Mary A. Castillo
The City Council unanimously approved to amend the municipal code
that governs sign regulations, ending a process that began in 2001.
Among the key elements of the amendment that will go into effect
after Oct. 18 are the restrictions for internal neon signs and the
encouragement of businesses to create artistic and representation
signs. The city also agreed to a one-year trial run that will test an
administrative or “over-the-counter” approval process.
Internal neon signs must be placed 4 feet or more back from the
window and must not be any larger than 3 square feet.
Councilwoman Toni Iseman expressed reservations about allowing
these signs and asked if city staff would prohibit business owners
from magnifying the luminescence of their neon signs with the
strategic placement of mirrors.
“When you drive through Corona del Mar and get to Laguna Beach
you’re happy to get here because of the lack of bright lights,” she
The amended ordinance included a table of sign luminance standards
that limit the amount of light spillage onto the public right of way
or adjacent properties. Also, all signs can only be illuminated from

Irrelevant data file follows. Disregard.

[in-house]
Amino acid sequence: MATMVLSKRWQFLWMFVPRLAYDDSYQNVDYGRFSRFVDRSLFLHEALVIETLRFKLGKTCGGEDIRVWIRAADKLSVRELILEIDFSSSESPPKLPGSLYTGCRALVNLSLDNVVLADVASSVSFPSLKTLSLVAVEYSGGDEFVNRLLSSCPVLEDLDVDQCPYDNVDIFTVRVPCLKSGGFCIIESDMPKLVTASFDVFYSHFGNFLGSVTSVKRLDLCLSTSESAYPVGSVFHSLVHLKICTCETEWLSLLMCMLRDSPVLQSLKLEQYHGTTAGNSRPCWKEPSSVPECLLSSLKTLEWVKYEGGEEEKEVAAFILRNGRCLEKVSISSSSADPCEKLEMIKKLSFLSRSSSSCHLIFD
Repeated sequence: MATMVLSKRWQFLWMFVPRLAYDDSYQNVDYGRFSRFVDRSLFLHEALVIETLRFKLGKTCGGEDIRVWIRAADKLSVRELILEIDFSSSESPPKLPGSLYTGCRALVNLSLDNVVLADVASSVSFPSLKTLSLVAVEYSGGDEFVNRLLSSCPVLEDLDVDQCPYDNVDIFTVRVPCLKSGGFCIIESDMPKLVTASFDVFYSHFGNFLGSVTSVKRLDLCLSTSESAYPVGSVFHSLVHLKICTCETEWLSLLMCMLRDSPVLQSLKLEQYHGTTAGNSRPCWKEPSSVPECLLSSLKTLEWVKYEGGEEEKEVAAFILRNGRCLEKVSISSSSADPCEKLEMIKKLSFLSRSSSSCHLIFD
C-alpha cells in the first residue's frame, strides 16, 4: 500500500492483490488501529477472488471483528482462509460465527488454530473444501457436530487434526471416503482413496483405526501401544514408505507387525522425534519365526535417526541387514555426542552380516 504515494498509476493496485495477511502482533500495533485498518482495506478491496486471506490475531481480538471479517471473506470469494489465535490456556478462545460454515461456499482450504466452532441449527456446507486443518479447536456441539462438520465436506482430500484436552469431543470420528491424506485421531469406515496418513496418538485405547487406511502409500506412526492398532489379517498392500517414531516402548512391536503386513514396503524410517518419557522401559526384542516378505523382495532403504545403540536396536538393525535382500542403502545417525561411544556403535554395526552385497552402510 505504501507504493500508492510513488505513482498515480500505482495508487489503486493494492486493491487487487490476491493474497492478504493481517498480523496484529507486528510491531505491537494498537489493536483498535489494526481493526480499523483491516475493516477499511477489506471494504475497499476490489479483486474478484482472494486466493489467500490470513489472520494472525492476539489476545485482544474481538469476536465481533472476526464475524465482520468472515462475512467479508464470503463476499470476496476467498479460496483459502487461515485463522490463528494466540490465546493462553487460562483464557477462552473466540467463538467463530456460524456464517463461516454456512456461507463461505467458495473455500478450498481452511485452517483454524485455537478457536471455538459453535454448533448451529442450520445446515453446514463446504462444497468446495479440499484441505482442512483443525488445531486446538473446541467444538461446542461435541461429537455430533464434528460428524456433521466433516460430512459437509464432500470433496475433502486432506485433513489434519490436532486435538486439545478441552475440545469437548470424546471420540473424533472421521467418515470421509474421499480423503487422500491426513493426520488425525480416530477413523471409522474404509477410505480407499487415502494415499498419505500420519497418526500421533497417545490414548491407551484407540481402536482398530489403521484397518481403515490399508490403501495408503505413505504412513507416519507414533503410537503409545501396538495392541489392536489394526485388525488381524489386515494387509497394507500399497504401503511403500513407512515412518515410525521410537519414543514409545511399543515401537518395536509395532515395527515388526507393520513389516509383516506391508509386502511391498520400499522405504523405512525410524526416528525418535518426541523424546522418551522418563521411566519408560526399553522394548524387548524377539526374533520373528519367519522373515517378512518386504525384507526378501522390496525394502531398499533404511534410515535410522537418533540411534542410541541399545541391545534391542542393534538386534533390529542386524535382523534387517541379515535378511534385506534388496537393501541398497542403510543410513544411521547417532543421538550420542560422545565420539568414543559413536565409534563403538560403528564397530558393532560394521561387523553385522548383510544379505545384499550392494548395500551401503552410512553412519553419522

the top down.
Tom Ahern, who joined a chamber task force that included Len
Weinstein, Cindy Obrand and Kathleen Spalione, said he strove to
write an ordinance that would not only have teeth in its enforcement
but also streamline the approval process. The committee worked with
the Planning Commission to create a separate enforcement ordinance
that included the call to hire city officials who would enforce
The approval process was one of the most pressing issues for the
“All signs would have to go through Design Review for approval,”
Ahern said. “Their dockets are clogged but as long as the sign is
within the parameters, they should be administratively approved by
During the year-long trial run, staff have at their disposal a
guidebook that outlines size, luminescence and provides examples of
acceptable business signs.
Ahern defended the amendment’s call for artistically or
“Signs must convey what [a retailer] sells and create an instant
recognition to the customer,” he said. “That is very important to us
At last week’s meeting, Mayor Wayne Baglin brought up the question
of enforcing parking signs illegally placed outside residences.
“It denies the free use of the right of way for the public and
should be prohibited,” he said.
Ken Frank replied that there are thousands of such signs in the
city. Staff will return a recommendation regarding “tenant only”
parking signs to the council at a future date.